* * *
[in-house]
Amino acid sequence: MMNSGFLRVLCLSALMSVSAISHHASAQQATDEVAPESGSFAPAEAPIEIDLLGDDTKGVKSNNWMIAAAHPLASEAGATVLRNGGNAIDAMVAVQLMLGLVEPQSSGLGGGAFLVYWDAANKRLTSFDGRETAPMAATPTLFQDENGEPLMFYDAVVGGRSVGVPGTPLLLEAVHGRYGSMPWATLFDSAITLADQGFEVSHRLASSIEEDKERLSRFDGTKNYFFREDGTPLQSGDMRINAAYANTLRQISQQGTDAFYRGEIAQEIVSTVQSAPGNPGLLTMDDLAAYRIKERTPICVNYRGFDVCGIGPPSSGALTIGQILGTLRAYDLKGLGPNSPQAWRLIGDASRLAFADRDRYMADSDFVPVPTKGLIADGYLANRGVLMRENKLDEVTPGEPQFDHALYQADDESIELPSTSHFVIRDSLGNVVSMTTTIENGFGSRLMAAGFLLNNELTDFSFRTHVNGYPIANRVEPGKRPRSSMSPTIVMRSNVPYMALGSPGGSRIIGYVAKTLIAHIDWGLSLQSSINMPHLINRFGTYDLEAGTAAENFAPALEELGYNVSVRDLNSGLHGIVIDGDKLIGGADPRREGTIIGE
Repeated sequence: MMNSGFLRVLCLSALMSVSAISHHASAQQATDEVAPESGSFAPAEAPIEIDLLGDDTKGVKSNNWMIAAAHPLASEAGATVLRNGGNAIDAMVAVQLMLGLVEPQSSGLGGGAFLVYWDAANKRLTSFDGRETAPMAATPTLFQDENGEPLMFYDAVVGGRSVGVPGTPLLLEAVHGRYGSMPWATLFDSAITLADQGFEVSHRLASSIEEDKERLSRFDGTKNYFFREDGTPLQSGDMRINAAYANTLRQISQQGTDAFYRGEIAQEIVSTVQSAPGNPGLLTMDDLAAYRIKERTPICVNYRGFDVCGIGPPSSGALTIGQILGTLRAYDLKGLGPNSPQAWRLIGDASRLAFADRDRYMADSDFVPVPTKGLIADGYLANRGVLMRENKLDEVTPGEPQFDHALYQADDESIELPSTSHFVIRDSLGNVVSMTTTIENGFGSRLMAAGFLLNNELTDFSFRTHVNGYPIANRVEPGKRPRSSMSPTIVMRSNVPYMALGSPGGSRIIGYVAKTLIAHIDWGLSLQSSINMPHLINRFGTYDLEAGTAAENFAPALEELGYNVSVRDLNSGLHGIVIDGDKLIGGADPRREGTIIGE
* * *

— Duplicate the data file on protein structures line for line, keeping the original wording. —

[in-house]
Amino acid sequence: MMNSGFLRVLCLSALMSVSAISHHASAQQATDEVAPESGSFAPAEAPIEIDLLGDDTKGVKSNNWMIAAAHPLASEAGATVLRNGGNAIDAMVAVQLMLGLVEPQSSGLGGGAFLVYWDAANKRLTSFDGRETAPMAATPTLFQDENGEPLMFYDAVVGGRSVGVPGTPLLLEAVHGRYGSMPWATLFDSAITLADQGFEVSHRLASSIEEDKERLSRFDGTKNYFFREDGTPLQSGDMRINAAYANTLRQISQQGTDAFYRGEIAQEIVSTVQSAPGNPGLLTMDDLAAYRIKERTPICVNYRGFDVCGIGPPSSGALTIGQILGTLRAYDLKGLGPNSPQAWRLIGDASRLAFADRDRYMADSDFVPVPTKGLIADGYLANRGVLMRENKLDEVTPGEPQFDHALYQADDESIELPSTSHFVIRDSLGNVVSMTTTIENGFGSRLMAAGFLLNNELTDFSFRTHVNGYPIANRVEPGKRPRSSMSPTIVMRSNVPYMALGSPGGSRIIGYVAKTLIAHIDWGLSLQSSINMPHLINRFGTYDLEAGTAAENFAPALEELGYNVSVRDLNSGLHGIVIDGDKLIGGADPRREGTIIGE
Repeated sequence: MMNSGFLRVLCLSALMSVSAISHHASAQQATDEVAPESGSFAPAEAPIEIDLLGDDTKGVKSNNWMIAAAHPLASEAGATVLRNGGNAIDAMVAVQLMLGLVEPQSSGLGGGAFLVYWDAANKRLTSFDGRETAPMAATPTLFQDENGEPLMFYDAVVGGRSVGVPGTPLLLEAVHGRYGSMPWATLFDSAITLADQGFEVSHRLASSIEEDKERLSRFDGTKNYFFREDGTPLQSGDMRINAAYANTLRQISQQGTDAFYRGEIAQEIVSTVQSAPGNPGLLTMDDLAAYRIKERTPICVNYRGFDVCGIGPPSSGALTIGQILGTLRAYDLKGLGPNSPQAWRLIGDASRLAFADRDRYMADSDFVPVPTKGLIADGYLANRGVLMRENKLDEVTPGEPQFDHALYQADDESIELPSTSHFVIRDSLGNVVSMTTTIENGFGSRLMAAGFLLNNELTDFSFRTHVNGYPIANRVEPGKRPRSSMSPTIVMRSNVPYMALGSPGGSRIIGYVAKTLIAHIDWGLSLQSSINMPHLINRFGTYDLEAGTAAENFAPALEELGYNVSVRDLNSGLHGIVIDGDKLIGGADPRREGTIIGE